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Who should and should not get a COVID-19 vaccine?

Doctors recommend the COVID-19 vaccines for everyone, with very few exceptions. They are safe and very effective.

Some people may need to wait or should seek medical advice before getting immunized. This includes people who:

  • Have severe allergies to vaccine ingredients. You can view the ingredient list for the approved vaccines and get more information about vaccine allergies here. Severe allergies to these ingredients are very rare, and even patients with anaphylactic allergies may still be able to get the vaccine under the supervision of a doctor who specializes in allergies. NOTE: Food allergies or other allergies not related to vaccine ingredients are NOT a reason to avoid the vaccine. If you are concerned, talk to your doctor.
  • Have had severe allergies to other vaccines or injectable medications in the past, or have had an anaphylactic reaction in the past but do not know the cause. Talk to your doctor first.
  • Have been infected with COVID-19. If you previously completed your COVID-19 primary series (the first two or three doses of vaccine), it is recommended that you wait 6 months after infection to get your next dose of vaccine. If you have never been immunized with a COVID-19 vaccine or did not complete your primary series, it is recommended that you wait 2 months after infection to get your next dose of vaccine. If you are unsure how long to wait, talk to your doctor.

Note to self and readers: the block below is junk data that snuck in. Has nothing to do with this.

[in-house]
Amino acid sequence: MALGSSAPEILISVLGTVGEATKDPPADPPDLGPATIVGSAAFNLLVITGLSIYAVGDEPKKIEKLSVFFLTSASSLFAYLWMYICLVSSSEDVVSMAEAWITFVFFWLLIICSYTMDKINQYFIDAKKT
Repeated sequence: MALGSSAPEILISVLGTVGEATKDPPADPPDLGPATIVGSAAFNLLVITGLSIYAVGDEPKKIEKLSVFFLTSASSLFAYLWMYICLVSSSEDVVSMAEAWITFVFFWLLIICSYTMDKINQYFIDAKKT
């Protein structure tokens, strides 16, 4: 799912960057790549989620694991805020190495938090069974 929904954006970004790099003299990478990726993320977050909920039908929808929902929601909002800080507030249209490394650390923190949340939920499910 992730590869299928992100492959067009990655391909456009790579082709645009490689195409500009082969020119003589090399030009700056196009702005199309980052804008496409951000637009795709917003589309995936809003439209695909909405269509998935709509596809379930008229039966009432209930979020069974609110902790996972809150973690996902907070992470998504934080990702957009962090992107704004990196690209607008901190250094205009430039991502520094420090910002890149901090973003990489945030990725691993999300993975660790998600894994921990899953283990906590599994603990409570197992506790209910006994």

• Had Myocarditis and/or pericarditis following vaccination. As a precautionary measure until more information is available, most people who experienced myocarditis and/or pericarditis within 6 weeks following a previous dose of an mRNA COVID-19 vaccine (Pfizer or Moderna) should hold off on receiving more COVID-19 vaccines. Those with symptoms compatible with pericarditis and who either had no workup or had normal investigations may receive the next dose once they are symptom-free and at least 90 days have elapsed since vaccination. Talk to your doctor first.
  • Have suppressed immune systems or are undergoing treatments that can weaken your immune system, like chemotherapy. It is very important for you to be immunized because the immunosuppression could make it more likely for you to get severe symptoms if you get a COVID-19 infection. It may be recommended for you to receive additional doses of vaccine compared to someone without a suppressed immune system. Talk to your doctor first.

Like any medication, surgery or other treatment, vaccines also have risks of side effects. The good news is for those who have side effects, they are almost always mild and go away quickly. For almost everyone, the risk of getting COVID is much higher — sometimes thousands of times higher — than the risk of a serious reaction from the vaccine, and the vaccine offers the benefit of preventing serious infections. Your doctor can assess your medical situation and advise you about the vaccine.

If you have questions about whether the vaccine is right for you, talk to a doctor.